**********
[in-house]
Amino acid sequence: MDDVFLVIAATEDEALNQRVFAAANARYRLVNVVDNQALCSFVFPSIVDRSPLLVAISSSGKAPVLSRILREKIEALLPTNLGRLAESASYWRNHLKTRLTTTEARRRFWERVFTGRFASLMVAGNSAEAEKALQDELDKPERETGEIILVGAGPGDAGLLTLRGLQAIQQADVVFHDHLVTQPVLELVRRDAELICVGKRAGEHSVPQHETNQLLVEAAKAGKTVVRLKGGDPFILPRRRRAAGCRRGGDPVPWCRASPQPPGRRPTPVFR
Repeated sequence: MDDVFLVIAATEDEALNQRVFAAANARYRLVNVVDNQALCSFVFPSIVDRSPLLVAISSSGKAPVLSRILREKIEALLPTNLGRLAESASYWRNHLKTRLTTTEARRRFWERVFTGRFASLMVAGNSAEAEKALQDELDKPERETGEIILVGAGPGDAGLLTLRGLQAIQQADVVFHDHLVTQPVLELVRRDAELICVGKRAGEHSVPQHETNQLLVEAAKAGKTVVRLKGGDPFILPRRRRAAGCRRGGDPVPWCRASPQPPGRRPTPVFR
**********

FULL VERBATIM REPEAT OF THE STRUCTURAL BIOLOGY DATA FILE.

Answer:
[in-house]
Amino acid sequence: MDDVFLVIAATEDEALNQRVFAAANARYRLVNVVDNQALCSFVFPSIVDRSPLLVAISSSGKAPVLSRILREKIEALLPTNLGRLAESASYWRNHLKTRLTTTEARRRFWERVFTGRFASLMVAGNSAEAEKALQDELDKPERETGEIILVGAGPGDAGLLTLRGLQAIQQADVVFHDHLVTQPVLELVRRDAELICVGKRAGEHSVPQHETNQLLVEAAKAGKTVVRLKGGDPFILPRRRRAAGCRRGGDPVPWCRASPQPPGRRPTPVFR
Repeated sequence: MDDVFLVIAATEDEALNQRVFAAANARYRLVNVVDNQALCSFVFPSIVDRSPLLVAISSSGKAPVLSRILREKIEALLPTNLGRLAESASYWRNHLKTRLTTTEARRRFWERVFTGRFASLMVAGNSAEAEKALQDELDKPERETGEIILVGAGPGDAGLLTLRGLQAIQQADVVFHDHLVTQPVLELVRRDAELICVGKRAGEHSVPQHETNQLLVEAAKAGKTVVRLKGGDPFILPRRRRAAGCRRGGDPVPWCRASPQPPGRRPTPVFR